Me: That sucked, lets not do that again.
Kepple: Yeah I'm kind of tired from that.
Me: Kind of tired? If you shook my hand right now it'd feel like I handed you a dead fish!
Kepple: Your handshakes always feel like that.
Me: Bite me.

OK, in an effort to save time I'm going to summarize miles 140-165. Rocks, climb, rocks, downhill, rocks, the seat on my bike is beginning to feel like a 2X4, rocks, why has Phil Collins "I Can't Dance" been playing in a loop in my brain for the last 2 hours? Rock, WATCH OUT FOR THAT SQUIRREL! Rock, more Phil Collins, rock, I wonder if I remembered to zip my tail bag shut...who cares I can buy more tools, rock, DAMN YOU PHIL COLLINS, rock, haha Kepple fell over again, rock, I just fell over again, rock, Iiiii can't dance. Iiiii can't talk. Oooonly thing about me is the way I walk... Rock, haha Kepple fell over again, rock, I just fell over again trying not to run over Kepple, rock...

Mile 166. Kepple and I stop for a breather next to some official looking guys on Japanese 450's.
Kepple: You guys with the Big Bear Trail Riders?
Official looking guy #1: Yup.
Kepple: I think that asshole at the start lied, there's GOTTA be an easier way to the convention center.
Official looking guy #2: HAHA. You've still got your sense of humor! That's good, you're gonna need it.
Kepple: Why? There should only be about 15 more miles until the finish?
Official looking guy #1: That's right chappy. But there are a LOT of rocks in that 15 miles. If I were you guys I'd get as much rest as I could on the fire roads cause the trail gets really nasty in about 2 miles.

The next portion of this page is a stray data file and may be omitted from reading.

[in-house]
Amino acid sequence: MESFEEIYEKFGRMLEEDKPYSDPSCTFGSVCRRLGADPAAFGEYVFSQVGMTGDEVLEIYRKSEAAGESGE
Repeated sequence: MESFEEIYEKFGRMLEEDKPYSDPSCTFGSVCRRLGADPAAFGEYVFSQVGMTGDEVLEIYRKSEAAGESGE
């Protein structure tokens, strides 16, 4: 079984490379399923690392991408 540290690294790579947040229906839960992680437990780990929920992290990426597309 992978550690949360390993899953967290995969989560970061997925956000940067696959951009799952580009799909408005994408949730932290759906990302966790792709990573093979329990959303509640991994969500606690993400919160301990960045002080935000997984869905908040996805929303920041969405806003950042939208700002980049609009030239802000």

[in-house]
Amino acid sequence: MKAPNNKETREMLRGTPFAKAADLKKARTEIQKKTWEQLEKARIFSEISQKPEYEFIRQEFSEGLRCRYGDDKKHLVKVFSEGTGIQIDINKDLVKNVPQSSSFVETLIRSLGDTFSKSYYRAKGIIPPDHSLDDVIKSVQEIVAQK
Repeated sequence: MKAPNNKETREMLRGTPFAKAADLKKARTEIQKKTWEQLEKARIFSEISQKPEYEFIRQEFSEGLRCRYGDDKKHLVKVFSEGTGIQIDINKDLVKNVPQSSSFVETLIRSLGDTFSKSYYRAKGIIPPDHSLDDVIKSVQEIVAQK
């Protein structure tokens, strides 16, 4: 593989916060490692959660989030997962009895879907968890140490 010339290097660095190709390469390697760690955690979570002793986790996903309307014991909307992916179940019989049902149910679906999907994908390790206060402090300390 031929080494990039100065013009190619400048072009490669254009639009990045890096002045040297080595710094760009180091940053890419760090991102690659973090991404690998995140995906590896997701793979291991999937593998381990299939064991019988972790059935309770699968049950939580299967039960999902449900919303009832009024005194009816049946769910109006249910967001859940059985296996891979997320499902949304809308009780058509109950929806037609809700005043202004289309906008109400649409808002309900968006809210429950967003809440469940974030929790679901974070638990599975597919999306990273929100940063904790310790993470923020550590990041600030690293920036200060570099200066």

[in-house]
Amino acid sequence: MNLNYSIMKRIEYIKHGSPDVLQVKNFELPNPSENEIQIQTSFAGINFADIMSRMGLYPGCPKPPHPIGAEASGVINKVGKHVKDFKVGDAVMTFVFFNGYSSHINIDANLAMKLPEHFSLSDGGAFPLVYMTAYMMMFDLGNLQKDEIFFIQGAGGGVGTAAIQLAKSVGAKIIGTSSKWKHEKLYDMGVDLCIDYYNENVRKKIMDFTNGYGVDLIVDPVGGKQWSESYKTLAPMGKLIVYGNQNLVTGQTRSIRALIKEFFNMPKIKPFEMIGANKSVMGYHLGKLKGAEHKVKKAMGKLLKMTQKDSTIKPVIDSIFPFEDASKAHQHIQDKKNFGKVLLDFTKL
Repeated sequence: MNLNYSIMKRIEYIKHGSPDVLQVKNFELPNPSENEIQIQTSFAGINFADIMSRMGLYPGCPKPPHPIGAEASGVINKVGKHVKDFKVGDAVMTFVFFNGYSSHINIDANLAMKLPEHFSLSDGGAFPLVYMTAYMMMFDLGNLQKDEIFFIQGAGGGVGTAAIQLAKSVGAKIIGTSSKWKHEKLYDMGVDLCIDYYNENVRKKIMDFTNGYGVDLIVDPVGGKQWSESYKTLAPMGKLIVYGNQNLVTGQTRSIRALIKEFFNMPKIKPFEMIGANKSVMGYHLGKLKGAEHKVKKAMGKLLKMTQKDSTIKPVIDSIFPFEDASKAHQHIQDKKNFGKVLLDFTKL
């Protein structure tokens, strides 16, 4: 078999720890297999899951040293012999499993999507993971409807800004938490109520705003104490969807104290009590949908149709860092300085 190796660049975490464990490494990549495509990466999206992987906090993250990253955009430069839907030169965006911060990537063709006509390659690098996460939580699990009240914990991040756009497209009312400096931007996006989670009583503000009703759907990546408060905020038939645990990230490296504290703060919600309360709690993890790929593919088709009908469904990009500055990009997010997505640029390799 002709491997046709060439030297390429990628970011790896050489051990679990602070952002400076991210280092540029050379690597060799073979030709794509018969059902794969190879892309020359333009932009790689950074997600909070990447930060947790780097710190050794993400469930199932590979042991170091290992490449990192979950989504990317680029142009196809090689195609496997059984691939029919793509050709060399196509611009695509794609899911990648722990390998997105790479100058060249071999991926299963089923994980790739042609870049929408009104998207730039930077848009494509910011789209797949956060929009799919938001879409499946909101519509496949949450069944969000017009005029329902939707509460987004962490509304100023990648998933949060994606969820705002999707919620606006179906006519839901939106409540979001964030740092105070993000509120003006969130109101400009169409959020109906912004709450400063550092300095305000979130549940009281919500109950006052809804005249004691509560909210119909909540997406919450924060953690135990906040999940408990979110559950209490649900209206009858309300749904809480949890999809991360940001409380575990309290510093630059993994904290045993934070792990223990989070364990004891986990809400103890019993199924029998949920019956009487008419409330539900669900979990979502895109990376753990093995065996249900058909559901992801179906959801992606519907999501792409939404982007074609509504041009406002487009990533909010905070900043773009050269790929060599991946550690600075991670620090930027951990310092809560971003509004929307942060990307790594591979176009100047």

Me: Wow, how very Big Bear Trail Riders of you.
Official looking guy's #1 and 2: Cheers.
Kepple: OK Sean, I know I told you friends till the end. Well...this is the end.

I've run marathons. I was in the Marine Corps for 5 years. I once got hit by a car, not like I was in a car that got hit by a car, I, I once physically got struck by a moving automobile. I've skipped across Lake Erie like a flat stone after falling off my water ski's going 45 MPH. None of the aforementioned brutality made me feel a fraction of how bad I feel right now. And 90% of how bad I feel right not is because of the last 15 miles of the 2010 Big Bear Run. Without question, beyond all doubt, all kidding aside, the HARDEST thing I have ever done on a motorcycle. And you know what? That is EXACTLY why Kepple and I will be entering the 2011 Big Bear Run.

Rich's day ended early on a mechanical failure. Remus finished on his own from what I've gathered. Just after mile 160 Chris got bad info that Mike had crashed and was hurt. After turning back he found Mike very much OK but another hurt rider begged the two of them for help back to camp. Had it not been getting dark I'm fairly certain the two of them would have told the rider to wait for the sweepers and completed all 183 miles. But, being the better men they got the injured participant back to camp safely and you really can't fault them for that. You CAN however rub it in their faces that Kepple and I got finishers plaques and THEY did not.

Thanks for reading.
-Sean DeAngelis

1 comment:

  1. Good Job Sean. Glad you enjoyed your thorough butt kicking. You are a quality and sick individual and I applaud you for those characteristics.

    I'm surprised that you save the last 15 miles of the ride were the worst. The last section of the course was just going back up and over Gold Mountain in the opposite direction from earlier in the day. But after an exhausting day, going over Gold Mountain and all those loose rocks with little soil between them, can be enough to break a man.

    You are truly twisted and should be proud of it.

    Former Big Bear Trail Rider and course creator,

    Joe Meyer (BigBearJoe)